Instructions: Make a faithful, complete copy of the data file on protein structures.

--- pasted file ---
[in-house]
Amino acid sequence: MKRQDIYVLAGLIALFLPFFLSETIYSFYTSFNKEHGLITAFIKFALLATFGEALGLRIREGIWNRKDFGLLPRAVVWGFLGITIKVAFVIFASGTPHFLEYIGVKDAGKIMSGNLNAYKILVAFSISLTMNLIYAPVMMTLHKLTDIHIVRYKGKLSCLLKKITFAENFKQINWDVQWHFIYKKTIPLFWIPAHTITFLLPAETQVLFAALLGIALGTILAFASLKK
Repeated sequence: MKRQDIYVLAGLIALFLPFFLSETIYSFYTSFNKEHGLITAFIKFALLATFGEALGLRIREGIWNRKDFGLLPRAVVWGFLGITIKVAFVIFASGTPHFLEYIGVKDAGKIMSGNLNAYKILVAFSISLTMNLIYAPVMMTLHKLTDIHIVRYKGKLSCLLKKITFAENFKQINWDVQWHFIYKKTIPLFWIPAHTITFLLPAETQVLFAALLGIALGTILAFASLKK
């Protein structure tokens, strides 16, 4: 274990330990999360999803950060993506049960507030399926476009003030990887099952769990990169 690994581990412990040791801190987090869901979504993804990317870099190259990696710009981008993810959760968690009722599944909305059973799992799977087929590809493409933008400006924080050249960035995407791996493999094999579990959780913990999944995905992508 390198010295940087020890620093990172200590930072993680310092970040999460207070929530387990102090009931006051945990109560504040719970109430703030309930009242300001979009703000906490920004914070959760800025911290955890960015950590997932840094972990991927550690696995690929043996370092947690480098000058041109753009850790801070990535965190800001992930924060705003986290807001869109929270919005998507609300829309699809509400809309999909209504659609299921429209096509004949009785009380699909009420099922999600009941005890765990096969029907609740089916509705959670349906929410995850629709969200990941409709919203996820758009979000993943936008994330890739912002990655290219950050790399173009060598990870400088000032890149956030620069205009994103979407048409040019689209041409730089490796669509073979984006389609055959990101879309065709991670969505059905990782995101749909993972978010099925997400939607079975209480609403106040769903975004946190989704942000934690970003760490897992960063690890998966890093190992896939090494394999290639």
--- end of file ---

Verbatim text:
[in-house]
Amino acid sequence: MKRQDIYVLAGLIALFLPFFLSETIYSFYTSFNKEHGLITAFIKFALLATFGEALGLRIREGIWNRKDFGLLPRAVVWGFLGITIKVAFVIFASGTPHFLEYIGVKDAGKIMSGNLNAYKILVAFSISLTMNLIYAPVMMTLHKLTDIHIVRYKGKLSCLLKKITFAENFKQINWDVQWHFIYKKTIPLFWIPAHTITFLLPAETQVLFAALLGIALGTILAFASLKK
Repeated sequence: MKRQDIYVLAGLIALFLPFFLSETIYSFYTSFNKEHGLITAFIKFALLATFGEALGLRIREGIWNRKDFGLLPRAVVWGFLGITIKVAFVIFASGTPHFLEYIGVKDAGKIMSGNLNAYKILVAFSISLTMNLIYAPVMMTLHKLTDIHIVRYKGKLSCLLKKITFAENFKQINWDVQWHFIYKKTIPLFWIPAHTITFLLPAETQVLFAALLGIALGTILAFASLKK
């Protein structure tokens, strides 16, 4: 274990330990999360999803950060993506049960507030399926476009003030990887099952769990990169 690994581990412990040791801190987090869901979504993804990317870099190259990696710009981008993810959760968690009722599944909305059973799992799977087929590809493409933008400006924080050249960035995407791996493999094999579990959780913990999944995905992508 390198010295940087020890620093990172200590930072993680310092970040999460207070929530387990102090009931006051945990109560504040719970109430703030309930009242300001979009703000906490920004914070959760800025911290955890960015950590997932840094972990991927550690696995690929043996370092947690480098000058041109753009850790801070990535965190800001992930924060705003986290807001869109929270919005998507609300829309699809509400809309999909209504659609299921429209096509004949009785009380699909009420099922999600009941005890765990096969029907609740089916509705959670349906929410995850629709969200990941409709919203996820758009979000993943936008994330890739912002990655290219950050790399173009060598990870400088000032890149956030620069205009994103979407048409040019689209041409730089490796669509073979984006389609055959990101879309065709991670969505059905990782995101749909993972978010099925997400939607079975209480609403106040769903975004946190989704942000934690970003760490897992960063690890998966890093190992896939090494394999290639």